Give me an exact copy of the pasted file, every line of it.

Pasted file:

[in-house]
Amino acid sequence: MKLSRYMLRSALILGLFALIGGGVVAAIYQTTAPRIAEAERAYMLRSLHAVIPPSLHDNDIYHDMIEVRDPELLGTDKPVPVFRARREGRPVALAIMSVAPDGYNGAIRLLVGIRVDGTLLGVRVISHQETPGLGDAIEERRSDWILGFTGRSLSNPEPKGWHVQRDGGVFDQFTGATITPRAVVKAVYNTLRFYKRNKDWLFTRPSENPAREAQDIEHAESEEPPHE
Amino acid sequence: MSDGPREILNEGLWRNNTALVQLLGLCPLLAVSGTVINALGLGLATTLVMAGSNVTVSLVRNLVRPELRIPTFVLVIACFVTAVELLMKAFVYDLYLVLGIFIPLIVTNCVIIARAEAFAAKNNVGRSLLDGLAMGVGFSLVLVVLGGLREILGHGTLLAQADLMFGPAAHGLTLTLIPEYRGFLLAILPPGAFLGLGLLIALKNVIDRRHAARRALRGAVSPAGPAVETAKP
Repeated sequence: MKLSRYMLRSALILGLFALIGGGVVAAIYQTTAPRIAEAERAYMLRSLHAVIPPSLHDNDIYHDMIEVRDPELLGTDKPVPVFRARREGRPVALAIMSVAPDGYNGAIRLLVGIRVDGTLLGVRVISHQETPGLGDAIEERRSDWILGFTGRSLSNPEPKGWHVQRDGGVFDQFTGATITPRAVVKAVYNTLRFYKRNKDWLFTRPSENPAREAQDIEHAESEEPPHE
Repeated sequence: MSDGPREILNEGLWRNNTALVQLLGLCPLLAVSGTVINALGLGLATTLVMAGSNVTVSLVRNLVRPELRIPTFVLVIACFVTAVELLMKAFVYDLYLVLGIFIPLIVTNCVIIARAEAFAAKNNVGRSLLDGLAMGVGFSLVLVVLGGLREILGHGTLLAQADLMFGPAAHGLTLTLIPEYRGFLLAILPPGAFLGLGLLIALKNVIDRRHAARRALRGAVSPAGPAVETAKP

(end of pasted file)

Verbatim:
[in-house]
Amino acid sequence: MKLSRYMLRSALILGLFALIGGGVVAAIYQTTAPRIAEAERAYMLRSLHAVIPPSLHDNDIYHDMIEVRDPELLGTDKPVPVFRARREGRPVALAIMSVAPDGYNGAIRLLVGIRVDGTLLGVRVISHQETPGLGDAIEERRSDWILGFTGRSLSNPEPKGWHVQRDGGVFDQFTGATITPRAVVKAVYNTLRFYKRNKDWLFTRPSENPAREAQDIEHAESEEPPHE
Amino acid sequence: MSDGPREILNEGLWRNNTALVQLLGLCPLLAVSGTVINALGLGLATTLVMAGSNVTVSLVRNLVRPELRIPTFVLVIACFVTAVELLMKAFVYDLYLVLGIFIPLIVTNCVIIARAEAFAAKNNVGRSLLDGLAMGVGFSLVLVVLGGLREILGHGTLLAQADLMFGPAAHGLTLTLIPEYRGFLLAILPPGAFLGLGLLIALKNVIDRRHAARRALRGAVSPAGPAVETAKP
Repeated sequence: MKLSRYMLRSALILGLFALIGGGVVAAIYQTTAPRIAEAERAYMLRSLHAVIPPSLHDNDIYHDMIEVRDPELLGTDKPVPVFRARREGRPVALAIMSVAPDGYNGAIRLLVGIRVDGTLLGVRVISHQETPGLGDAIEERRSDWILGFTGRSLSNPEPKGWHVQRDGGVFDQFTGATITPRAVVKAVYNTLRFYKRNKDWLFTRPSENPAREAQDIEHAESEEPPHE
Repeated sequence: MSDGPREILNEGLWRNNTALVQLLGLCPLLAVSGTVINALGLGLATTLVMAGSNVTVSLVRNLVRPELRIPTFVLVIACFVTAVELLMKAFVYDLYLVLGIFIPLIVTNCVIIARAEAFAAKNNVGRSLLDGLAMGVGFSLVLVVLGGLREILGHGTLLAQADLMFGPAAHGLTLTLIPEYRGFLLAILPPGAFLGLGLLIALKNVIDRRHAARRALRGAVSPAGPAVETAKP